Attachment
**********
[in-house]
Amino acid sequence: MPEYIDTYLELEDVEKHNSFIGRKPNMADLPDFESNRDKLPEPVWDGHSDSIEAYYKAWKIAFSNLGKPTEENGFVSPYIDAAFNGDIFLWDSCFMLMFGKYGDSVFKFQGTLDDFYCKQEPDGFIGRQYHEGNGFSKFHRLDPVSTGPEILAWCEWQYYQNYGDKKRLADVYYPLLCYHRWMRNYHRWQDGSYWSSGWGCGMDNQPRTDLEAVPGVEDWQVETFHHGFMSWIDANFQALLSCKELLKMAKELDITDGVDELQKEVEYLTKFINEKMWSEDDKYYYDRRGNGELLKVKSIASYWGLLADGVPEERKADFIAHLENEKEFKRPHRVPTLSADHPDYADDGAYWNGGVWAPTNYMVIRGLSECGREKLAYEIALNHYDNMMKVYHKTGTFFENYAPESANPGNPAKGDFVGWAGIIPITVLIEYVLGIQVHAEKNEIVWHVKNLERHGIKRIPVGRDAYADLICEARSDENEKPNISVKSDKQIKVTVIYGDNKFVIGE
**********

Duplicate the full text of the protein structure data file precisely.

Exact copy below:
[in-house]
Amino acid sequence: MPEYIDTYLELEDVEKHNSFIGRKPNMADLPDFESNRDKLPEPVWDGHSDSIEAYYKAWKIAFSNLGKPTEENGFVSPYIDAAFNGDIFLWDSCFMLMFGKYGDSVFKFQGTLDDFYCKQEPDGFIGRQYHEGNGFSKFHRLDPVSTGPEILAWCEWQYYQNYGDKKRLADVYYPLLCYHRWMRNYHRWQDGSYWSSGWGCGMDNQPRTDLEAVPGVEDWQVETFHHGFMSWIDANFQALLSCKELLKMAKELDITDGVDELQKEVEYLTKFINEKMWSEDDKYYYDRRGNGELLKVKSIASYWGLLADGVPEERKADFIAHLENEKEFKRPHRVPTLSADHPDYADDGAYWNGGVWAPTNYMVIRGLSECGREKLAYEIALNHYDNMMKVYHKTGTFFENYAPESANPGNPAKGDFVGWAGIIPITVLIEYVLGIQVHAEKNEIVWHVKNLERHGIKRIPVGRDAYADLICEARSDENEKPNISVKSDKQIKVTVIYGDNKFVIGE